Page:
Poorest Scots children ‘20x more likely to be in care’

The poorest children are far more likely to be taken into care, research has found. Picture: Christopher Furlong/TSPL
The poorest children are far more likely to be taken into care, research has found. Picture: Christopher Furlong/TSPL
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Children living in Scotland’s poorest communities are 20 times more likely than those in the least deprived to enter the child protection system, research has found.

Poverty is the single biggest single factor behind wide inequalities in child safeguarding interventions, with one in 60 children taken into care in the UK’s poorest areas.

Researchers found “strong social gradients” in the rates of intervention across the four home nations, with each step increase in neighbourhood deprivation bringing a significant rise in the proportion of children either “looked after in care” (LAC) or on a child protection plan or register (CPP/CPR).

Academics from the universities of Stirling, Coventry, Sheffield, Huddersfield, Cardiff, Edinburgh and Queen’s University Belfast were funded by the Nuffield Foundation to investigate data on over 35,000 children who are either LAC or on CPPs – over 10 per cent of all such cases open in March 2015, when the study began.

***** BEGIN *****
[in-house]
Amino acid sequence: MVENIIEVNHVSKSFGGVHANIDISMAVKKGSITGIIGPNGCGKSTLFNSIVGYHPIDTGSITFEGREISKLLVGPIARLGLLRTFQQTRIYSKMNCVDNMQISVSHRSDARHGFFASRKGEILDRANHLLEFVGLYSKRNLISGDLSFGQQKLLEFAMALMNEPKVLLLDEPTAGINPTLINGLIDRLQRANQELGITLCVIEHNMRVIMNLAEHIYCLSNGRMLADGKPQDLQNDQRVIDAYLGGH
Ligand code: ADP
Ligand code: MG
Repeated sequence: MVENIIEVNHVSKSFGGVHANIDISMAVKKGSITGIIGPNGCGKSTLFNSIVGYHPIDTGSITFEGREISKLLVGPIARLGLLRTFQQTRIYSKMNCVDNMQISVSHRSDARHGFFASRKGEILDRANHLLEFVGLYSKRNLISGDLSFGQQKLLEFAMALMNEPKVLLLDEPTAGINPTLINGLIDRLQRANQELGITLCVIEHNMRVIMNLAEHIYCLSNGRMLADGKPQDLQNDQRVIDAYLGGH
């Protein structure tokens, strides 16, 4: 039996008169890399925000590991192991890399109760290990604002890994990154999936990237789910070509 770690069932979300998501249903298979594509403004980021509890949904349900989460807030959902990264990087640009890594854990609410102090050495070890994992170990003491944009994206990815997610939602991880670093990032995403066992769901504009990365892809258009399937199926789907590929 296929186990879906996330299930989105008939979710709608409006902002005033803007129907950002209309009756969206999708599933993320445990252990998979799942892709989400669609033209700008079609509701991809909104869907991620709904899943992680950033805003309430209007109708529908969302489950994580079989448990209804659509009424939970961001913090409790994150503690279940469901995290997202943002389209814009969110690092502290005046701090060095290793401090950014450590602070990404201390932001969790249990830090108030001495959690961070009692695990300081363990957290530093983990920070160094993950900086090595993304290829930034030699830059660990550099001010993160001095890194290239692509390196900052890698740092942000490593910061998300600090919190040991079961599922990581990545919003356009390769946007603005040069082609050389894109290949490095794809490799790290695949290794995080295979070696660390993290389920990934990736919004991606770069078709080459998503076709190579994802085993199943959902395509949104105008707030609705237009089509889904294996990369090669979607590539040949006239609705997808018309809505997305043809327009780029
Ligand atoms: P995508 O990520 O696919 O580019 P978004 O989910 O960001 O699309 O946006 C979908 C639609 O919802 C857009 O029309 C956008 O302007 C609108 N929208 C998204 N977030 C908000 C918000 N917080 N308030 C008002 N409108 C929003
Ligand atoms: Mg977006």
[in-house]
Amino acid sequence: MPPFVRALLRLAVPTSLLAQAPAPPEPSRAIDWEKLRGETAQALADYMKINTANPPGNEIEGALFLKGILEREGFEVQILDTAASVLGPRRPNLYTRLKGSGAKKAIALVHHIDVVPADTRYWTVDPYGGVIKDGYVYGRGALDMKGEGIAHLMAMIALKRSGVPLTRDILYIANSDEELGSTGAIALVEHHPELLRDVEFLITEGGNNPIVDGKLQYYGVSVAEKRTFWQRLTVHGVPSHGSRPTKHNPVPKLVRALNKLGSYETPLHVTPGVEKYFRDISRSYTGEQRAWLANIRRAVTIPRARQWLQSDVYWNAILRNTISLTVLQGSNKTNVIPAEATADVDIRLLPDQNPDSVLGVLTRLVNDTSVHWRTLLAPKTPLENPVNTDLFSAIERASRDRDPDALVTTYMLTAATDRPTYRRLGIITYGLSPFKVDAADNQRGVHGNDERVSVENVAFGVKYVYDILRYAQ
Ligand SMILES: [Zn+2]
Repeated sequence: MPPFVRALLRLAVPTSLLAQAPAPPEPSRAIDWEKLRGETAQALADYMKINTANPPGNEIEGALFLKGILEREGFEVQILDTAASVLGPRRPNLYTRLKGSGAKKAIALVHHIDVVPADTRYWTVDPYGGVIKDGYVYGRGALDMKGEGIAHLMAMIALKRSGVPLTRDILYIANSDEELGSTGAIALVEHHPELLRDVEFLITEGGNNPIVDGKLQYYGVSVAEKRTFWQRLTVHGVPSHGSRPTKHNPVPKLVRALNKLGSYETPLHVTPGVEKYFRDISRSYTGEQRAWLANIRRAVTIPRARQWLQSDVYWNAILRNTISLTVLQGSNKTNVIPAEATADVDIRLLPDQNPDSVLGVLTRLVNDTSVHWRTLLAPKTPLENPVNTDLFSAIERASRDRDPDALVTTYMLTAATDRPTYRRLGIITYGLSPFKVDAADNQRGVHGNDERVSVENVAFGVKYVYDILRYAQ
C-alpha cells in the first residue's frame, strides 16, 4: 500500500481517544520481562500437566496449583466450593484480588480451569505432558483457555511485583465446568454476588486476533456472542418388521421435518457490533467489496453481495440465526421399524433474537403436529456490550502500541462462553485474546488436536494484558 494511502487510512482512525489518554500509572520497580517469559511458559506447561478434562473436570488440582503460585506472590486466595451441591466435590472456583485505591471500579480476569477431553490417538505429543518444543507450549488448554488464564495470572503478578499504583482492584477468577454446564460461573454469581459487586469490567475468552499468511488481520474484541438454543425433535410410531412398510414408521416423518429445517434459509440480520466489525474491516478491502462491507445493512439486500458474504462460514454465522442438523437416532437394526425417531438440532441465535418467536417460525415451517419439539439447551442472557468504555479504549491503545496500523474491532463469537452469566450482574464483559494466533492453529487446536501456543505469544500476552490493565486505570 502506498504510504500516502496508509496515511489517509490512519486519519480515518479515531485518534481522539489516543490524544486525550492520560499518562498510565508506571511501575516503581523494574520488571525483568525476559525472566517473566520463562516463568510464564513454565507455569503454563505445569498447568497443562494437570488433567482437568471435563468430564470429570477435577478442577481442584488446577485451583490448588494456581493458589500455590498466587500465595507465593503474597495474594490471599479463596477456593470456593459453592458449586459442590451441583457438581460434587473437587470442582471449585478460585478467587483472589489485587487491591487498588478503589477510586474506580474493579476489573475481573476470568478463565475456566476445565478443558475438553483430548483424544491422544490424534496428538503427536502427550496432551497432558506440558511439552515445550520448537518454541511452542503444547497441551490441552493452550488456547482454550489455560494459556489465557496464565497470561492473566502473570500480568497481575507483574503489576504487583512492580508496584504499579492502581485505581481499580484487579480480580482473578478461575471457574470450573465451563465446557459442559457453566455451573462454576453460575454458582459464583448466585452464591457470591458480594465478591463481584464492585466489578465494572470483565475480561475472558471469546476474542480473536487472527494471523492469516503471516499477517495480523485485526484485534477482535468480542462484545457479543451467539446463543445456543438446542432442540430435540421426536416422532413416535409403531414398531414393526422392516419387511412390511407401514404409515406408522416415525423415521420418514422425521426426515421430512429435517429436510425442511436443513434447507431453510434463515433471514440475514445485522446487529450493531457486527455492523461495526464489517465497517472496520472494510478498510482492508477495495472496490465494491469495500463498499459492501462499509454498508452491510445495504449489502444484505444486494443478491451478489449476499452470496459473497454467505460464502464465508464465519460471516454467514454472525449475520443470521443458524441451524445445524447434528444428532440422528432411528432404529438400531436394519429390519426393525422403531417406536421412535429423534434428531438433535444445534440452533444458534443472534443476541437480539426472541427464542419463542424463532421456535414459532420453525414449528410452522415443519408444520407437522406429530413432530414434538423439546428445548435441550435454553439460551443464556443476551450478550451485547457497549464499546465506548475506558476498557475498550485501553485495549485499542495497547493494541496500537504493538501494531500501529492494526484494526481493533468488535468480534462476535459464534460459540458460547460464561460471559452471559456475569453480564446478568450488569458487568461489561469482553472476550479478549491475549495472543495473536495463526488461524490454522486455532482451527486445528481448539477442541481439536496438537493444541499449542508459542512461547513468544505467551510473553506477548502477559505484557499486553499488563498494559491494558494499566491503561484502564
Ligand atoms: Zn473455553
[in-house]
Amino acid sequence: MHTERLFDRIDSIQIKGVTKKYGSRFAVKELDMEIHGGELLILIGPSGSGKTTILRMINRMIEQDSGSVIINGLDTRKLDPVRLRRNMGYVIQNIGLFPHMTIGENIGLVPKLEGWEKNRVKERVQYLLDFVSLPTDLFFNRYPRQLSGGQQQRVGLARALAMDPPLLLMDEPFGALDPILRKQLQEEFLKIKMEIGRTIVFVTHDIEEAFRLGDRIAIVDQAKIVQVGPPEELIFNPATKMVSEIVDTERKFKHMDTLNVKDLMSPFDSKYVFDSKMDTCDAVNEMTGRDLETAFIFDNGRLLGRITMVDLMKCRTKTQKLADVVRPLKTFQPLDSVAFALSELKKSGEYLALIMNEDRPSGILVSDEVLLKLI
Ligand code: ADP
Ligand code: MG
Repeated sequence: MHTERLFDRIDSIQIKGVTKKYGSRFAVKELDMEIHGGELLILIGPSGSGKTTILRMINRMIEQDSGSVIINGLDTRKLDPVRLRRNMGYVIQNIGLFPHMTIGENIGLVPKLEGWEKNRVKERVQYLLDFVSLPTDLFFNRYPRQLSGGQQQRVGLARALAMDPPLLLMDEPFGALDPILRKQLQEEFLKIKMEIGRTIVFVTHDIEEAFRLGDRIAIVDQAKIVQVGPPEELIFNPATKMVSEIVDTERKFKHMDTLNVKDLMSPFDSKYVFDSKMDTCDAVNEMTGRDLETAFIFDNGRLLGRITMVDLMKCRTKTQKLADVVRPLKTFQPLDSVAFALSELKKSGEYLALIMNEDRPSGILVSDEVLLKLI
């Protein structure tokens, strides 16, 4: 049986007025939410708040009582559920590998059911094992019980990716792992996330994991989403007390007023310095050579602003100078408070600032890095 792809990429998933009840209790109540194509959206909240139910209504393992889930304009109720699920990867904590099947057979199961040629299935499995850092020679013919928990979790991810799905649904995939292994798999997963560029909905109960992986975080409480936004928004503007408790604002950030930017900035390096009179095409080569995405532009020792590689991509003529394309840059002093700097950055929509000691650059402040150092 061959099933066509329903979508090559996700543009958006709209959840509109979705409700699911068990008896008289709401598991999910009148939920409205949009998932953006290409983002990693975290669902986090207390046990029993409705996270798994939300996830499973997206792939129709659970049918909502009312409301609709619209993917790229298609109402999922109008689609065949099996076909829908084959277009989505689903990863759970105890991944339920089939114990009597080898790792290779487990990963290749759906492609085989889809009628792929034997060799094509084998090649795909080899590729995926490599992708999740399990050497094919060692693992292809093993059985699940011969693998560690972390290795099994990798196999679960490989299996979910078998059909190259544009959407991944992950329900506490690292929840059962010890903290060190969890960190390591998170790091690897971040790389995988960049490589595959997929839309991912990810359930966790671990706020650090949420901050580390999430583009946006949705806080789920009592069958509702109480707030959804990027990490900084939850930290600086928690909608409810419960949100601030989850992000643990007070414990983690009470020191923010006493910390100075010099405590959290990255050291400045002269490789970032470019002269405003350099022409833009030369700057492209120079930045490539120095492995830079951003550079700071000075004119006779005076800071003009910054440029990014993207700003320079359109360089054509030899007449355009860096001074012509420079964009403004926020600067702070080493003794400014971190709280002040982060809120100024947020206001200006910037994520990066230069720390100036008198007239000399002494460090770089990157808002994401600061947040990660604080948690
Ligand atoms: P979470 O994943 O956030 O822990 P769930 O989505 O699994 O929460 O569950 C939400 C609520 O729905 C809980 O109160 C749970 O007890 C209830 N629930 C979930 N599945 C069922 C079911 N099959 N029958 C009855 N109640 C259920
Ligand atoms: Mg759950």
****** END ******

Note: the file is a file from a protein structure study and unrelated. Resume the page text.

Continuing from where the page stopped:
In Scotland ten local authorities took part – representing approximately 53 per cent of the child population (0-17yrs) – with a sample including over 1,500 children on the CPR and around 8,500 LAC.

Professor Brigid Daniel of the University of Stirling’s centre for child wellbeing, said: “Too many children in Scotland are living in poverty.

“It is to be hoped that the range of anti-poverty initiatives in Scotland, including the Child Poverty Bill, will eventually impact on levels of child welfare interventions.

“However, it is notable that the Child Poverty Strategy makes no mention of child protection or children being looked after away from home as linked with poverty.

“The First Minister has established a ‘root and branch’ review of the care system in Scotland: our research suggests that this review must focus on poverty as one of the key factors associated with children being accommodated away from home in the first place.”